*This page includes exemplary work by students in art and education courses I have taught.   The presentation abstract on this page was generated from a course assignment in Historical Foundations of Art Education during the Fall of 2008.Michell Whang presented this work at the Penn State Conference as well as the Adelphi University Student Research Conference.  Enjoy!


Crossing Visual Culture: A Study on Border Perceptions 

Presented at the "Image as Witness Conference" at Pennsylvania State University: 2008,  by Michell Whang, MA student  in Art Education at Adelphi University.

On my recent trip to China for the Beijing Olympics, I traveled by train to an industrial seaport city in Tianjin for a soccer event. I was in awe to find painted on the ceiling of the train station a European Renaissance inspired mural, but to my astonishment all had Asian faces. I was reminded of this strange painting reading Teaching Art in the Context of Culture: A Study of the Borderlands, by Elizabeth Garber.  She emphasizes what happens when we cross visual cultures and the misconceptions mainstream culture has in stereotyping cultural diversity.  Yet reminding us that living on the border is an exciting place because the potential for true communication of diverse cultural traditions is enriching and necessary. 

This painting in China has turned border perception on its head.  It speaks so prolifically about how visual culture plays a role on how we view “the other.” The West has always viewed the East as “exotic”1 strange and foreign in food, language, clothing and religion.  Yet, to see the East “exoticizing” the West speaks profoundly about the perception of Western culture. Living within the border of Western mainstream culture, those images are not easily identified.  The “American dream” is a huge cultural stereotype, that the media abuses in movie and television genres to sell advertising and consumer mentality. To see the American dream in the skin of the “exotic” has rocked my perception of visual culture because stepping out of my Western context into an Eastern mainstream culture has challenged my place on the border.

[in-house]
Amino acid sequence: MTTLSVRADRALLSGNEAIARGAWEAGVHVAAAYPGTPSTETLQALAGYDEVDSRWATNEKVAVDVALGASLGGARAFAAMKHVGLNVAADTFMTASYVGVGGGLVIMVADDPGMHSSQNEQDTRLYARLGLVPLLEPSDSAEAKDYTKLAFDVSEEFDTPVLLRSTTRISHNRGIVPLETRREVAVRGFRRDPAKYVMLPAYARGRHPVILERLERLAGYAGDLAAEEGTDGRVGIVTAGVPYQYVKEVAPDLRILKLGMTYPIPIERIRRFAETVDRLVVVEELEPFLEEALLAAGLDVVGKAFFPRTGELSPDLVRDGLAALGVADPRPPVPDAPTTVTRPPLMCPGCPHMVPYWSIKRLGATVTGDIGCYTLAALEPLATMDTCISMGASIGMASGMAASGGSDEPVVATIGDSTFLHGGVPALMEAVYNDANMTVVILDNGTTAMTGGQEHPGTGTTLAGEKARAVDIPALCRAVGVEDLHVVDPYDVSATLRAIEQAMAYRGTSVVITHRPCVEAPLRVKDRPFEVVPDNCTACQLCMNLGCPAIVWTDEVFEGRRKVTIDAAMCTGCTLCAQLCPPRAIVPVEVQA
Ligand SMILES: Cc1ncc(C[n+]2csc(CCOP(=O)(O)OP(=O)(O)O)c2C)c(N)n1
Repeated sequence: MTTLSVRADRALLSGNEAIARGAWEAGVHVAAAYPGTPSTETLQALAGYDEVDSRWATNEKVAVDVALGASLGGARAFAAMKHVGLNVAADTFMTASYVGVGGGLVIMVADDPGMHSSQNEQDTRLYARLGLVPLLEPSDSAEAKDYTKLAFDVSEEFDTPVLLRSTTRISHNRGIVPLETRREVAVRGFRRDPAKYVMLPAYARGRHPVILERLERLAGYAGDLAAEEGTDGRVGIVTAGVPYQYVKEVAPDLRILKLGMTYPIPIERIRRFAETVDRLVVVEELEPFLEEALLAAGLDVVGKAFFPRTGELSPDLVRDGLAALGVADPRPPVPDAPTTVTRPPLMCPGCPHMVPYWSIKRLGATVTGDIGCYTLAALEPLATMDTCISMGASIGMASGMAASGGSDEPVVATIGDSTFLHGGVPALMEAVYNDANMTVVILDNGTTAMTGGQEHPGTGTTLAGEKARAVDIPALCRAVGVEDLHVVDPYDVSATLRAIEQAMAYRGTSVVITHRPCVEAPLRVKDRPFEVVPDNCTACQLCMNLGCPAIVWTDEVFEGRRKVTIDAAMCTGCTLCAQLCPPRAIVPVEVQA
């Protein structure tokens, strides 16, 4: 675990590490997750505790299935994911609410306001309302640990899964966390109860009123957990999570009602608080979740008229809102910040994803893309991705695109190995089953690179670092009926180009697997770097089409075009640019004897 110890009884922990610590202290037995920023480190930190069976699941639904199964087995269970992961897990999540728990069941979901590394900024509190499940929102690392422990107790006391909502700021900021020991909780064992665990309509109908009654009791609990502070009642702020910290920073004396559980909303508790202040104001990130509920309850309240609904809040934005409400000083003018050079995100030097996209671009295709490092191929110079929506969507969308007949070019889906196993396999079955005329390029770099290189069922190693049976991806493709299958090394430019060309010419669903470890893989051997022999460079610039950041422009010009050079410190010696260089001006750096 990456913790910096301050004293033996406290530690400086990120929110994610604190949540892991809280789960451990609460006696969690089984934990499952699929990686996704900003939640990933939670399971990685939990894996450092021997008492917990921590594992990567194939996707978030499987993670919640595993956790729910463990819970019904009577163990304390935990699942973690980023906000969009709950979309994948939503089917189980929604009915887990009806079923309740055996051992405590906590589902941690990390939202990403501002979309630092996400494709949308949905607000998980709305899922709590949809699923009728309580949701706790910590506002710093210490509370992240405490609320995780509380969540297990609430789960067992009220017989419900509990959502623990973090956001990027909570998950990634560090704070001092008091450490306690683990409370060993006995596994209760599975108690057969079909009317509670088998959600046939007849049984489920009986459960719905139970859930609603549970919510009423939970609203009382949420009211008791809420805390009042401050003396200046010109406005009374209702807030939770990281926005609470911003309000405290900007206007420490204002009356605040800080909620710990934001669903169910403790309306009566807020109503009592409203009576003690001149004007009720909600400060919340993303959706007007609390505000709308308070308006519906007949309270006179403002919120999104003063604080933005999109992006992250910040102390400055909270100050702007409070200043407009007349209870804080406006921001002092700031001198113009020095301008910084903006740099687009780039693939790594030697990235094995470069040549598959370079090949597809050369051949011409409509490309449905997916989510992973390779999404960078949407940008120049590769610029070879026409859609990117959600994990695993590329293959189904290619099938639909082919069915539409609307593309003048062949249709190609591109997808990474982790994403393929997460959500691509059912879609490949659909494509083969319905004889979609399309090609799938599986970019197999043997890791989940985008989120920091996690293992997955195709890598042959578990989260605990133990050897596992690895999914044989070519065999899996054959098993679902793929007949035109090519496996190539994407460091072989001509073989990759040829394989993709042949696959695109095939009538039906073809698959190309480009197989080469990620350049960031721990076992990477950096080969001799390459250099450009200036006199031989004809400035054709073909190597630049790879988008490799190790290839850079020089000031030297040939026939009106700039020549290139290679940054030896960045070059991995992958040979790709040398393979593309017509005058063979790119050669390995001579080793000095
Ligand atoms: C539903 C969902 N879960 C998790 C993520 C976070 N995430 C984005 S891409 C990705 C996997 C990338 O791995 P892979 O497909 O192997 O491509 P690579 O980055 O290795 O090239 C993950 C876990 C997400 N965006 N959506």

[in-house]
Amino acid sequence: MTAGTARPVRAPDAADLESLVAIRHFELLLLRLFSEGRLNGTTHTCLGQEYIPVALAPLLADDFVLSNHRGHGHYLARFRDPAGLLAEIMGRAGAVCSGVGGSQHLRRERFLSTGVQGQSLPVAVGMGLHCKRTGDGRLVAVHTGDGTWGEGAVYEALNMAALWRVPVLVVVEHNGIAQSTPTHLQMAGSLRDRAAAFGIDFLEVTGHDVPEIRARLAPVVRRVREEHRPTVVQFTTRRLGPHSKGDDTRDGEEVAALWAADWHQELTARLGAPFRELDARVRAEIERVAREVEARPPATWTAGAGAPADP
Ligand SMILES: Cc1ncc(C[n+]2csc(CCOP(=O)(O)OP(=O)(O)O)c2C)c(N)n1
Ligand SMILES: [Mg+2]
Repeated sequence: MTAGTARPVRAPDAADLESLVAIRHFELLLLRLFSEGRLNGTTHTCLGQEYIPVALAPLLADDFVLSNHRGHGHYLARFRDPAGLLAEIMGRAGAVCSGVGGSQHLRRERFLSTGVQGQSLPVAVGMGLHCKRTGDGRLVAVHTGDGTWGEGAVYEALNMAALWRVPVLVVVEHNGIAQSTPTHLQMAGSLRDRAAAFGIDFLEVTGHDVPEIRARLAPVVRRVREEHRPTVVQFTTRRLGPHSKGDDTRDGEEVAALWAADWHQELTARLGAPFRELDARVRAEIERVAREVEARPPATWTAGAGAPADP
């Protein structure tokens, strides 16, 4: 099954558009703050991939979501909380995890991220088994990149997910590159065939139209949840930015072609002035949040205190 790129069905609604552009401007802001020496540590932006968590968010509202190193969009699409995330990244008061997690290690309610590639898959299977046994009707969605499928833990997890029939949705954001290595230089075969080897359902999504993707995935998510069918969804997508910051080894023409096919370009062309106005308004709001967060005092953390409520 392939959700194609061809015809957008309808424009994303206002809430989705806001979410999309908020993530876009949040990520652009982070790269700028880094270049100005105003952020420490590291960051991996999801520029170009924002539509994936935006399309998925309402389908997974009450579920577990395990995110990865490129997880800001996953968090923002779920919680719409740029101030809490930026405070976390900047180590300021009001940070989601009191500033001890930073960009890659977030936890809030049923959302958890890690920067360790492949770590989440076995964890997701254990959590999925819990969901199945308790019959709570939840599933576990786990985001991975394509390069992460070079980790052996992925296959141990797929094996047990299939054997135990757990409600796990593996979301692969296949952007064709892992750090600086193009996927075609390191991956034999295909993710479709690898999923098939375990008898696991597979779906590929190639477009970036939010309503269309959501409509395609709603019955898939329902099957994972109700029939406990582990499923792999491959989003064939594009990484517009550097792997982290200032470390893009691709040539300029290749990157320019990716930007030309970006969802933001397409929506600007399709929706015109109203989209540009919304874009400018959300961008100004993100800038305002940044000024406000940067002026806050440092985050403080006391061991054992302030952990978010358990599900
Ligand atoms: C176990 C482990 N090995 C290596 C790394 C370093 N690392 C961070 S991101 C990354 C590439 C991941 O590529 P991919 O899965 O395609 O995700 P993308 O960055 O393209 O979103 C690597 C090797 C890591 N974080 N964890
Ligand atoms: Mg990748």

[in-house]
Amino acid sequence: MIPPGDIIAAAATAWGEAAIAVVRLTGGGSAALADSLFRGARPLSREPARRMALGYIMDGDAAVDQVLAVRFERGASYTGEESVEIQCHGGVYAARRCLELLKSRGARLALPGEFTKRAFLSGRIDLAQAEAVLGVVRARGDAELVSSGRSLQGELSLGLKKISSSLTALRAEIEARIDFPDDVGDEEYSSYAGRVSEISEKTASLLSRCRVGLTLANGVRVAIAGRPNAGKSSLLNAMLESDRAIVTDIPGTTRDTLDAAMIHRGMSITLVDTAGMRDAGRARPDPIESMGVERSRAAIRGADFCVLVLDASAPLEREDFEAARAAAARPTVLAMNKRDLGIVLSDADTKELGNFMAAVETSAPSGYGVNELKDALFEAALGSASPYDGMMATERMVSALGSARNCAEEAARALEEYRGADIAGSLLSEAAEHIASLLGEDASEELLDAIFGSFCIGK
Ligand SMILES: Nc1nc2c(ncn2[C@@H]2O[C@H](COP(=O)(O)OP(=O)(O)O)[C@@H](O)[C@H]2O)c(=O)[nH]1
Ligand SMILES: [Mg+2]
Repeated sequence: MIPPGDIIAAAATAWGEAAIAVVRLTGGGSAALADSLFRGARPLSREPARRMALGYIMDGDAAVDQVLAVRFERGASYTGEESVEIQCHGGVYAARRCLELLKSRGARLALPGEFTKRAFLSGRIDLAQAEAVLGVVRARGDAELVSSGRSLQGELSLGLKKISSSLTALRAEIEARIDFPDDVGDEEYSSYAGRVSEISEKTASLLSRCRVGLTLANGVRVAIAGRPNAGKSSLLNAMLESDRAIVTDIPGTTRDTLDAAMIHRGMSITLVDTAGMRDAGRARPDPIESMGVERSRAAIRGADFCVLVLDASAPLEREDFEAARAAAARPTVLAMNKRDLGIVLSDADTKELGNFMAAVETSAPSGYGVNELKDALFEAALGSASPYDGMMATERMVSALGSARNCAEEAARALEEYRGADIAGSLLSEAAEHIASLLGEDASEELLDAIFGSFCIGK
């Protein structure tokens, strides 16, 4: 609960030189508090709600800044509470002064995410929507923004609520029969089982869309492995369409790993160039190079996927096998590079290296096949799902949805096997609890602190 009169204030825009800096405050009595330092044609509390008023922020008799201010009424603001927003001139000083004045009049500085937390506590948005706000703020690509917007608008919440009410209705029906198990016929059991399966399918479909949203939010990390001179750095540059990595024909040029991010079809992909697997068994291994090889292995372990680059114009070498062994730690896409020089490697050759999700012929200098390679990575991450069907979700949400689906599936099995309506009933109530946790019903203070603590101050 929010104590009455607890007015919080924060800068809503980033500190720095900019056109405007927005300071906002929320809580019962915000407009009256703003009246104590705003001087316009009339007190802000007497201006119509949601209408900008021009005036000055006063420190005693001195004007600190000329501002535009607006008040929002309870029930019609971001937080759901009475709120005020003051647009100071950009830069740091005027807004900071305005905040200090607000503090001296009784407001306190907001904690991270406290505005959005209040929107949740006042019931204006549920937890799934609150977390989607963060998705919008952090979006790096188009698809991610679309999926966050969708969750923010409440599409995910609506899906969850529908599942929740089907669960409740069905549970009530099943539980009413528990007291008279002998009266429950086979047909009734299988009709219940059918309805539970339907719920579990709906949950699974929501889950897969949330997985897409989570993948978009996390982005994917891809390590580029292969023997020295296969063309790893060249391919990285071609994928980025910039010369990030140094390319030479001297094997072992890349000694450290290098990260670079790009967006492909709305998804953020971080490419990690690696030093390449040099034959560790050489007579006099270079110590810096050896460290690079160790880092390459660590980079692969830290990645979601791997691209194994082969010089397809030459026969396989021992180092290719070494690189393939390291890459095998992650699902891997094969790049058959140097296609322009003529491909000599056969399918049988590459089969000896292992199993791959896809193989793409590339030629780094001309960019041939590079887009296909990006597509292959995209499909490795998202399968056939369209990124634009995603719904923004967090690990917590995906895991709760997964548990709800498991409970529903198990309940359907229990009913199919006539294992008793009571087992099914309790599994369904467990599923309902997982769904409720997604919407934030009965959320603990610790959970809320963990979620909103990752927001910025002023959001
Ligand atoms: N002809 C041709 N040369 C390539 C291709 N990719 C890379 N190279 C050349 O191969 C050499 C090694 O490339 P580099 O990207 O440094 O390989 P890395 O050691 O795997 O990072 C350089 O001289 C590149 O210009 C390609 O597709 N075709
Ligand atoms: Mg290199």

As an Asian American artist and teacher, I have experienced mixing and crossing of Western and Eastern visual cultures that creates a new and different cultural perspective often rejected by both mainstream cultures. “It is as if one’s own land ceases to exist when others do not recognize it.”2  If that is true, immigrants offer a unique cultural perspective that is lost in the process of expected assimilation. Cultural dialogue needs to occur in order to learn from unique American border perceptions. There needs to be a real and authentic effort on art educators to identify and resist the exotic stereotypes such as that all Americans come from Eurocentric traditions, or that Eastern traditions cannot truly be American. Crossing visual culture is an important arena for understanding border perceptions which contributes to our growth in diversity and understanding what it means to be live in a multi-cultural America. 

1. Garber, Elizabeth. (1995). Teaching art in the context of culture: A study in the borderlands.  A Journal of Issues and Research. No 36. Vol. 4 p. 218-230.

2. Lippard, Lucy R. (1990). Mixed blessing: new art in a multicultural America. New York: the New Press. p. 142.


Painting by Michell Whang